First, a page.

While Cap is no longer a social fish out-of-water, emotionally he is as conflicted as ever, because in today’s day and age the bad guys are no longer so clearly defined as much as the Hitlers and Red Skulls of his old days. In today’s world, the “good guys” can be just as twisted and corrupt as the terrorists they strike. “This isn’t freedom,” Cap says in the film, “This is fear.”

Winter Soldier takes that concept and runs with it as the world of S.H.I.E.L.D. turns on our hero led by organization head Alexander Pierce (Roebrt Redford) and his secret weapon The Winter Soldier (Sebastian Stan). The result is an action packed thrill ride that is every bit James Bond and Mission: Impossible as much as it is a comic book fantasy. The fight choreography is better than anything Marvel has ever done, but the movie also manages to maintain just enough heart to be more than just a comic book Expendables. There are plot turns and surprises that should satisfy diehard fans and newbies while also setting up changes that will ripple throughout the Marvel Cinematic Universe.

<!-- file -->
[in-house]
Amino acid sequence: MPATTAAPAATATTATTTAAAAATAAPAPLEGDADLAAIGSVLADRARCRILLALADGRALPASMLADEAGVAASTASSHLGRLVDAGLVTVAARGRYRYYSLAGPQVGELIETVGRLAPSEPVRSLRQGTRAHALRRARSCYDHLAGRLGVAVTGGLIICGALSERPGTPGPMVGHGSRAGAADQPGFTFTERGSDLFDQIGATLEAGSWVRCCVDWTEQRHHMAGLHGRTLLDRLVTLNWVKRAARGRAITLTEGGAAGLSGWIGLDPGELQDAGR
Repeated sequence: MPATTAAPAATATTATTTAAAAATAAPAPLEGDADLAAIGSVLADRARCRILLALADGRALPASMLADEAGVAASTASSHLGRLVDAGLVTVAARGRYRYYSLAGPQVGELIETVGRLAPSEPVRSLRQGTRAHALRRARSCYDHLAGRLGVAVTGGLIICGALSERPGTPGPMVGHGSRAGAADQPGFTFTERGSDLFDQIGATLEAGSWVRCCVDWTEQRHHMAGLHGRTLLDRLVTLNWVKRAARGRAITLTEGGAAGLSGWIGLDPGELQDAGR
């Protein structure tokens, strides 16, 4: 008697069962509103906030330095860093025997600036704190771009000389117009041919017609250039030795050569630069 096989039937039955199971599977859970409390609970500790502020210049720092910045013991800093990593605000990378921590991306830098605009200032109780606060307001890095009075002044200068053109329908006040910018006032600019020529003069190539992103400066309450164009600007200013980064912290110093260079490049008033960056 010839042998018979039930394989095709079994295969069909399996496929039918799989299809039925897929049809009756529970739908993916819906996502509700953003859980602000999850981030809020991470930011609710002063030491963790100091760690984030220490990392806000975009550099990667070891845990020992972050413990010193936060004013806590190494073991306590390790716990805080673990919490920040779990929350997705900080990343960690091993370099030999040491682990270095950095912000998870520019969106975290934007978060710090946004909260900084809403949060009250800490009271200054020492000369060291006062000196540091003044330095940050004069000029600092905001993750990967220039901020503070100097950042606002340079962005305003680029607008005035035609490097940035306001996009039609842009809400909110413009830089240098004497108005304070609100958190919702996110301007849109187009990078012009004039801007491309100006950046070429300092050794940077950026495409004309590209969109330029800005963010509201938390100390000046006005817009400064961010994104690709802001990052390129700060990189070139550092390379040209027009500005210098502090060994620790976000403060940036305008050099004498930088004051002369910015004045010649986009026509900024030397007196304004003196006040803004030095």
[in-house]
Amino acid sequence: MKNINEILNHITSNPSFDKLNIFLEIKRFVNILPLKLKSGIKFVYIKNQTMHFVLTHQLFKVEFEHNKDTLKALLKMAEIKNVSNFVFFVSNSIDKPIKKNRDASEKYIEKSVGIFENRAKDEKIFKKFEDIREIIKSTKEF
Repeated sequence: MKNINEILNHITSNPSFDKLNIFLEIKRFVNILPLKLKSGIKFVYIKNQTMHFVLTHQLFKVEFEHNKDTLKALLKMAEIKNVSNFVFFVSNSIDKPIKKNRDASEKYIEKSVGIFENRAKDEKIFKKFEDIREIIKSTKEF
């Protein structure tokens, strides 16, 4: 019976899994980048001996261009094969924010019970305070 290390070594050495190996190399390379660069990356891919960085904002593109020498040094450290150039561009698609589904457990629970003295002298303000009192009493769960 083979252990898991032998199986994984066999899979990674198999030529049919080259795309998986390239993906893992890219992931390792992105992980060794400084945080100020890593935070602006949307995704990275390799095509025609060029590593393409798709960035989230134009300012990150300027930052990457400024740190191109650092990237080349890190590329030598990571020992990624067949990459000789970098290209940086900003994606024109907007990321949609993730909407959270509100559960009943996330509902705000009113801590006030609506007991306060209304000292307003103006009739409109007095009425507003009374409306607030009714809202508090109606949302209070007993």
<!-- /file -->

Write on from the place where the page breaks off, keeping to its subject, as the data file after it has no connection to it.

Make no mistake. The game has thoroughly changed. And Disney/Marvel are the ones who changed it. The recent announcement of Spider-Man movie spinoffs, X-Men movie spinoffs, and Batman vs. Superman are all Sony, Fox, and Warner Bros. attempts to catch up to what Disney/Marvel Studios is already running to perfection. The Marvel Cinematic Universe (Iron Man, Hulk, Thor, Captain America, and S.H.I.E.L.D.) is more than a collection of movies. It’s a live action look into the comic books and cartoons we grew up loving, but on a larger, bigger-budgeted, and more cohesive scale. And if Winter Soldier is a sign of things to come, then Disney/Marvel might as well surgically strap the Box Office Championship Belt to their figurative torso.

FINAL GRADE: A

P.S.: As always, stay after the credits to get a cool look at two new characters coming to Avengers: Age of Ultron next summer.